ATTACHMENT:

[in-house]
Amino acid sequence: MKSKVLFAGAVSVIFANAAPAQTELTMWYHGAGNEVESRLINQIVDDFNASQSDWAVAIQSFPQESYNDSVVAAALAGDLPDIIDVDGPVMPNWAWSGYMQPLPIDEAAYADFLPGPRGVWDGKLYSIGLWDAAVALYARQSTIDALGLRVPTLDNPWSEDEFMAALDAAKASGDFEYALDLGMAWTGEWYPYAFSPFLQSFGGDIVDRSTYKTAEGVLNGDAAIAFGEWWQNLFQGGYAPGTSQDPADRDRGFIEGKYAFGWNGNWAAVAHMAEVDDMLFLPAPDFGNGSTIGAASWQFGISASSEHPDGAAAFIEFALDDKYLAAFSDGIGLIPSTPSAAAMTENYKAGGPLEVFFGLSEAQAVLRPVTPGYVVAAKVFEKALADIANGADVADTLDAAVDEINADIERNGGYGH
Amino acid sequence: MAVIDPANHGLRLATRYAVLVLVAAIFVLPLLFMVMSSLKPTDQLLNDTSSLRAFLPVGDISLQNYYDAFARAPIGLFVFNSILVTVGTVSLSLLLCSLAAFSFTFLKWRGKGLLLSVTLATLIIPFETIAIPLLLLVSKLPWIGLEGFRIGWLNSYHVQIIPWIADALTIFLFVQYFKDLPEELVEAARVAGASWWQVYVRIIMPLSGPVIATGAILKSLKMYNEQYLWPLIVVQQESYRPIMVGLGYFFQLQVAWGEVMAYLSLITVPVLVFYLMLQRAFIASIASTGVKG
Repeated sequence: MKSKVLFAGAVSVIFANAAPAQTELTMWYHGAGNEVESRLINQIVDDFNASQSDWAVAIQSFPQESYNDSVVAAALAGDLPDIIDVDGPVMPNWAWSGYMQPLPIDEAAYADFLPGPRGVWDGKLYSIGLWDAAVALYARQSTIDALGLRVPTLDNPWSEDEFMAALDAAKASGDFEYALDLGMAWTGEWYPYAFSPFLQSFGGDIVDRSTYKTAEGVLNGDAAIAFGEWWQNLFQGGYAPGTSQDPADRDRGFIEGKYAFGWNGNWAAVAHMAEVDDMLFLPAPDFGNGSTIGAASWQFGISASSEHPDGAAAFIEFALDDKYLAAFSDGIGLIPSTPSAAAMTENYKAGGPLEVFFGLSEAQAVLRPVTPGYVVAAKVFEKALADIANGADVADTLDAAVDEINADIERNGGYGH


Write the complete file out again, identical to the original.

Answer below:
[in-house]
Amino acid sequence: MKSKVLFAGAVSVIFANAAPAQTELTMWYHGAGNEVESRLINQIVDDFNASQSDWAVAIQSFPQESYNDSVVAAALAGDLPDIIDVDGPVMPNWAWSGYMQPLPIDEAAYADFLPGPRGVWDGKLYSIGLWDAAVALYARQSTIDALGLRVPTLDNPWSEDEFMAALDAAKASGDFEYALDLGMAWTGEWYPYAFSPFLQSFGGDIVDRSTYKTAEGVLNGDAAIAFGEWWQNLFQGGYAPGTSQDPADRDRGFIEGKYAFGWNGNWAAVAHMAEVDDMLFLPAPDFGNGSTIGAASWQFGISASSEHPDGAAAFIEFALDDKYLAAFSDGIGLIPSTPSAAAMTENYKAGGPLEVFFGLSEAQAVLRPVTPGYVVAAKVFEKALADIANGADVADTLDAAVDEINADIERNGGYGH
Amino acid sequence: MAVIDPANHGLRLATRYAVLVLVAAIFVLPLLFMVMSSLKPTDQLLNDTSSLRAFLPVGDISLQNYYDAFARAPIGLFVFNSILVTVGTVSLSLLLCSLAAFSFTFLKWRGKGLLLSVTLATLIIPFETIAIPLLLLVSKLPWIGLEGFRIGWLNSYHVQIIPWIADALTIFLFVQYFKDLPEELVEAARVAGASWWQVYVRIIMPLSGPVIATGAILKSLKMYNEQYLWPLIVVQQESYRPIMVGLGYFFQLQVAWGEVMAYLSLITVPVLVFYLMLQRAFIASIASTGVKG
Repeated sequence: MKSKVLFAGAVSVIFANAAPAQTELTMWYHGAGNEVESRLINQIVDDFNASQSDWAVAIQSFPQESYNDSVVAAALAGDLPDIIDVDGPVMPNWAWSGYMQPLPIDEAAYADFLPGPRGVWDGKLYSIGLWDAAVALYARQSTIDALGLRVPTLDNPWSEDEFMAALDAAKASGDFEYALDLGMAWTGEWYPYAFSPFLQSFGGDIVDRSTYKTAEGVLNGDAAIAFGEWWQNLFQGGYAPGTSQDPADRDRGFIEGKYAFGWNGNWAAVAHMAEVDDMLFLPAPDFGNGSTIGAASWQFGISASSEHPDGAAAFIEFALDDKYLAAFSDGIGLIPSTPSAAAMTENYKAGGPLEVFFGLSEAQAVLRPVTPGYVVAAKVFEKALADIANGADVADTLDAAVDEINADIERNGGYGH